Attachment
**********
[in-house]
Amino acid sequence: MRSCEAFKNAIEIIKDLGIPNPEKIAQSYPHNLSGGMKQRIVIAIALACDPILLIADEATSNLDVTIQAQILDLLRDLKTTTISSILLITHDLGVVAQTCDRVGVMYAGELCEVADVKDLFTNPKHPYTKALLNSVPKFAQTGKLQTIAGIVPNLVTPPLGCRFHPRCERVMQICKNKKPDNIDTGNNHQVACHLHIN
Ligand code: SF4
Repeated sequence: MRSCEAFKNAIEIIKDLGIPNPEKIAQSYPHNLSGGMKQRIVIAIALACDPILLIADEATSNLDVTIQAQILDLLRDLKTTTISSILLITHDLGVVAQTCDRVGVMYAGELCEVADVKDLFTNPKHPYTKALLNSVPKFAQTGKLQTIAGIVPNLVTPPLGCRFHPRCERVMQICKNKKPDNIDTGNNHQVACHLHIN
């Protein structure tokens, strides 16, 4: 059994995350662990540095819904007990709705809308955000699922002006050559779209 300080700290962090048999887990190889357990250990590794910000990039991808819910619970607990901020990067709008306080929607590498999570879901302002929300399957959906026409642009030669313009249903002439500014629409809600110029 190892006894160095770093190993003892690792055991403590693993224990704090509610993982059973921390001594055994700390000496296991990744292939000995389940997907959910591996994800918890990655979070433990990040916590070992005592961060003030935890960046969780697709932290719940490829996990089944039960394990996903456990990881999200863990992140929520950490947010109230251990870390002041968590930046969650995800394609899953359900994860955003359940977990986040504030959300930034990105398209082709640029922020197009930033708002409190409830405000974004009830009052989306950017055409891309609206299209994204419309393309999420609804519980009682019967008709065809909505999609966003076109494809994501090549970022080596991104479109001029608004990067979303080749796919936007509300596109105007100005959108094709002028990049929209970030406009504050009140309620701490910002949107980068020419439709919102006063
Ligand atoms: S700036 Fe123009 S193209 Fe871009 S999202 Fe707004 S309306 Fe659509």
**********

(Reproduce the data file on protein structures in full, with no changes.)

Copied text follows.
[in-house]
Amino acid sequence: MRSCEAFKNAIEIIKDLGIPNPEKIAQSYPHNLSGGMKQRIVIAIALACDPILLIADEATSNLDVTIQAQILDLLRDLKTTTISSILLITHDLGVVAQTCDRVGVMYAGELCEVADVKDLFTNPKHPYTKALLNSVPKFAQTGKLQTIAGIVPNLVTPPLGCRFHPRCERVMQICKNKKPDNIDTGNNHQVACHLHIN
Ligand code: SF4
Repeated sequence: MRSCEAFKNAIEIIKDLGIPNPEKIAQSYPHNLSGGMKQRIVIAIALACDPILLIADEATSNLDVTIQAQILDLLRDLKTTTISSILLITHDLGVVAQTCDRVGVMYAGELCEVADVKDLFTNPKHPYTKALLNSVPKFAQTGKLQTIAGIVPNLVTPPLGCRFHPRCERVMQICKNKKPDNIDTGNNHQVACHLHIN
């Protein structure tokens, strides 16, 4: 059994995350662990540095819904007990709705809308955000699922002006050559779209 300080700290962090048999887990190889357990250990590794910000990039991808819910619970607990901020990067709008306080929607590498999570879901302002929300399957959906026409642009030669313009249903002439500014629409809600110029 190892006894160095770093190993003892690792055991403590693993224990704090509610993982059973921390001594055994700390000496296991990744292939000995389940997907959910591996994800918890990655979070433990990040916590070992005592961060003030935890960046969780697709932290719940490829996990089944039960394990996903456990990881999200863990992140929520950490947010109230251990870390002041968590930046969650995800394609899953359900994860955003359940977990986040504030959300930034990105398209082709640029922020197009930033708002409190409830405000974004009830009052989306950017055409891309609206299209994204419309393309999420609804519980009682019967008709065809909505999609966003076109494809994501090549970022080596991104479109001029608004990067979303080749796919936007509300596109105007100005959108094709002028990049929209970030406009504050009140309620701490910002949107980068020419439709919102006063
Ligand atoms: S700036 Fe123009 S193209 Fe871009 S999202 Fe707004 S309306 Fe659509």